Juniperus virginiana 5


…just arrived in Germany today. Travelled by ferry again, so lots of space for stationery in the boot1 8^)

In the evening my mother called me because pencils were featured on prime time telly…

Rette die Million! (Image © Endemol/ZDF)

 

In the German version of The Million Pound Drop Live, called Rette die Million!, candidates were asked for another name of juniperus virginiana (Virginische Wacholder). The correct answer was pencil cedar (Bleistiftzeder). The candidates lost more than half of their money on this question.

Great to see something pencil related on prime time telly!

…taking photos of TV shows is so much better on my mother’s flat screen compared to our CRT at home2.

 


More about juniperus virginiana in the blog post Schwanberg and the Pencil Cedar.

 

The photo of the pencil has been taken from the ZDF TV show ‘Rette die Million!’. I believe that the use of this image falls under “fair dealing” as described by the UK Copyright service.

  1. AE: trunk (just in case you thought of shoes…) []
  2. Just look at the ‘How I Met Your Mother’ photos I took from the CRT. []

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5 thoughts on “Juniperus virginiana

  • Kevin

    Memm, CRT?…thats almost neanderthal…but if it wasn’t for a modern son (where everything over 5 years old is ancient), I’d be rowing in your boat too.

  • Kevin

    …you make me envious with that ferry trip.You can visit so many countries so quickly. If I took a ferry and travelled due east of Sydney I would just miss the top of New Zealand and find land just south of Santiago, Chile.

  • Matthias

    Thanks for your comments. I don’t see a reason to replace it while it is still working, especially because I don’t like how most affordable flat screen tellies display skin colours. They often feel wrong to me, with light and dark areas being too far apart, colourwise, and faces sometimes looking like a pink, rugged moon surface.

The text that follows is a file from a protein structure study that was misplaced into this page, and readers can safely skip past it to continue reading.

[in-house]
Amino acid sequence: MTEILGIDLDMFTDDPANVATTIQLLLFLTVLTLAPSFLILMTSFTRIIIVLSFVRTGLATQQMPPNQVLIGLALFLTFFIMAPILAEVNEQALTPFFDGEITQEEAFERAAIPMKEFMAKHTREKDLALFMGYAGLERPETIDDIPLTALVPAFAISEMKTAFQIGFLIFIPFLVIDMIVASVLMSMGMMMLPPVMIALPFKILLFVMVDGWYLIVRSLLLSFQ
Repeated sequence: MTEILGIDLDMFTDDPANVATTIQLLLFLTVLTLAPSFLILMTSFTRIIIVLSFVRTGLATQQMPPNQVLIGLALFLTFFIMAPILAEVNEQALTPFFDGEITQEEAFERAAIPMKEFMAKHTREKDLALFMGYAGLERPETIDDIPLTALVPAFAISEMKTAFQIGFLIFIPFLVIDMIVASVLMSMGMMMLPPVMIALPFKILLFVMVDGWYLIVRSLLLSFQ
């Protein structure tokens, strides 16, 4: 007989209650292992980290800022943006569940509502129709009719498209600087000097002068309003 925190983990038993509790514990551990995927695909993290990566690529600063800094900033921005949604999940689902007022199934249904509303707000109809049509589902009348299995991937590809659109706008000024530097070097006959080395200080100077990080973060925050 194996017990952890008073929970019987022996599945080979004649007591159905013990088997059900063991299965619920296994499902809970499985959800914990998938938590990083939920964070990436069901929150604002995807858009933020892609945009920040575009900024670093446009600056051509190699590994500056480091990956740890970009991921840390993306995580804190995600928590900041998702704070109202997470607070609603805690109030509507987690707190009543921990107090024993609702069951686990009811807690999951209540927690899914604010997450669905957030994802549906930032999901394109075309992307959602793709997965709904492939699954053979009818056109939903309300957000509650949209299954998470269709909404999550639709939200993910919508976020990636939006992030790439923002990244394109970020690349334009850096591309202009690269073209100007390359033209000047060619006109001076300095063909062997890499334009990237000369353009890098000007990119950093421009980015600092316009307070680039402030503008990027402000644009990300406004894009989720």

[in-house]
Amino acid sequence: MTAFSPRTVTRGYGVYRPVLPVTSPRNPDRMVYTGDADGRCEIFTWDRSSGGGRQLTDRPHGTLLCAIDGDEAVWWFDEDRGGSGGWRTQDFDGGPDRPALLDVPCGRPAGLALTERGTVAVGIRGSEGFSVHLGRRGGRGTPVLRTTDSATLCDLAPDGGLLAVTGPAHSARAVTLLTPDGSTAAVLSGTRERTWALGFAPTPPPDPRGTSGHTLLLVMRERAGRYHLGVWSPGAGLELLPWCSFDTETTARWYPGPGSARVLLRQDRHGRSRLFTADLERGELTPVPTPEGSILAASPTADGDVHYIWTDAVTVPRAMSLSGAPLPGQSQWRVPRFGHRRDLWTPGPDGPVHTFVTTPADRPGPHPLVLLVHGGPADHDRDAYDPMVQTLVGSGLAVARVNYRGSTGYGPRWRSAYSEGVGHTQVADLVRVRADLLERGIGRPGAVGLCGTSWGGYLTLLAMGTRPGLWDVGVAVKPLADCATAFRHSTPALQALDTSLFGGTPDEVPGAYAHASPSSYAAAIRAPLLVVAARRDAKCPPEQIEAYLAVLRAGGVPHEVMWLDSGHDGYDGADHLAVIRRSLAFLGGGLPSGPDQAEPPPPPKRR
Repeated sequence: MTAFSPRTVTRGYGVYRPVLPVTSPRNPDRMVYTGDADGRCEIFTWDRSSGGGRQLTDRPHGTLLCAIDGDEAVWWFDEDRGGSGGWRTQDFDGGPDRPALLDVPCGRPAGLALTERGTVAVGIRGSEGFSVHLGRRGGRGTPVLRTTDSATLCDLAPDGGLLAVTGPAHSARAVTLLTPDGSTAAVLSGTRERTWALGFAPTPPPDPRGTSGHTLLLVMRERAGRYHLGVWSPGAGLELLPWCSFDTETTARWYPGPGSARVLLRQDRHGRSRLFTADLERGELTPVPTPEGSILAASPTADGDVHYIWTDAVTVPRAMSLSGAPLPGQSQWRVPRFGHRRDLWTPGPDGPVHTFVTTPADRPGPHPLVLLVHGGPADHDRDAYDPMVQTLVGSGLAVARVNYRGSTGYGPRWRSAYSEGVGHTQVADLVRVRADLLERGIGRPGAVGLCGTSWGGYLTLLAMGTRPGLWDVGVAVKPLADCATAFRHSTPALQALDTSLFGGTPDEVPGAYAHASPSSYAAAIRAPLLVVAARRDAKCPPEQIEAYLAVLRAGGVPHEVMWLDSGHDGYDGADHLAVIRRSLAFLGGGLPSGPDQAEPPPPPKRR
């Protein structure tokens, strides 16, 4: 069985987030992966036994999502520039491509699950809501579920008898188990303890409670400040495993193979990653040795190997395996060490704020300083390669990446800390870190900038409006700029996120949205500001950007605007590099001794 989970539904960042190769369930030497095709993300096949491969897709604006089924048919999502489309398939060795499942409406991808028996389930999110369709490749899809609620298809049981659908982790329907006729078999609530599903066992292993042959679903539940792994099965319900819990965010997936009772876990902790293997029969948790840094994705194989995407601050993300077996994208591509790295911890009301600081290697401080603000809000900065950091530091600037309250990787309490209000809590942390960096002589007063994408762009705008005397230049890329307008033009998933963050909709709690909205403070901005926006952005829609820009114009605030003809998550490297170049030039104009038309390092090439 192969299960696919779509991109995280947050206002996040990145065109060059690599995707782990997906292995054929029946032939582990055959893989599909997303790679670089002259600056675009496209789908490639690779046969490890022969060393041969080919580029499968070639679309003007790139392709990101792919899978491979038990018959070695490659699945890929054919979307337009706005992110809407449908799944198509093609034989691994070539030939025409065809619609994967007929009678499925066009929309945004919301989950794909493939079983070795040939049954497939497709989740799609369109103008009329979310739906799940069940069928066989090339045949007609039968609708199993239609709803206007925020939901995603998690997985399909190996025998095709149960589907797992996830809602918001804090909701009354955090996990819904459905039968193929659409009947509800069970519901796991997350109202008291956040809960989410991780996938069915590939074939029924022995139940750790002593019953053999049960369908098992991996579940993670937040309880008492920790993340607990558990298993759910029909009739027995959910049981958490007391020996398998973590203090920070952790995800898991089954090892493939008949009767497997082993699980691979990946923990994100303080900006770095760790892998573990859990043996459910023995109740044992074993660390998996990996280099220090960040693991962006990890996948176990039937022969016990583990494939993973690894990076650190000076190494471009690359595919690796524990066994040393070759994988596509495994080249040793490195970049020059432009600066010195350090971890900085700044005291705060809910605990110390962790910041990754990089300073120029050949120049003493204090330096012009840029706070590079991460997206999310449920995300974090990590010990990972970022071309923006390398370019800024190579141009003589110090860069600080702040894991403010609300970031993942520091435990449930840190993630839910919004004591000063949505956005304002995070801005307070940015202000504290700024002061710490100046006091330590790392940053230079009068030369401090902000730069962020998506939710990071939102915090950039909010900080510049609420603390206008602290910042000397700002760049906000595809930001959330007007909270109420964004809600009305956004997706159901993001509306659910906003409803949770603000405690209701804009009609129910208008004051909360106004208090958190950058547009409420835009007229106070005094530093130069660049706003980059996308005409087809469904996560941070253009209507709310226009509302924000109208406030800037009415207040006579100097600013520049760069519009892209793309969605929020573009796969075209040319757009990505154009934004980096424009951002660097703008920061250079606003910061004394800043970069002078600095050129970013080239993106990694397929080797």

I do like the ferry, even though the trip takes a bit more than a day – but if you fly you need to get to the train station, wait, fly, wait again for the second plane (as direct flights are usually much more expensive), fly, wait, train again, then car, and if anything goes wrong you miss the connection.
    Ferry is easier, but slightly more expensive: 200km relaxed driving, sleeping on the ferry, another 650km of relaxed driving, finished. Plus you can fill up the boot of the car with stuff that is cheaper or you cannot get in the other country.

    You cannot travel by ferry to Chile, can you?

  • Matthias

    It wasn’t really dry humour. I remember a show with Michael Palin where he travels to Antarctica. I think he first tried doing so from South Africa, but it somehow didn’t work and I think he then travelled from Chile. SA to Antarctica quite a distance and I know someone who travelled from Europe to Australia and back by ship, so keeping this in mind I really thought there might be (not only cargo ships, but also) ferries for passengers from Australia to Chile…
    …but from my question you can see that I was struggling to convince myself that this is a lucrative undertaking.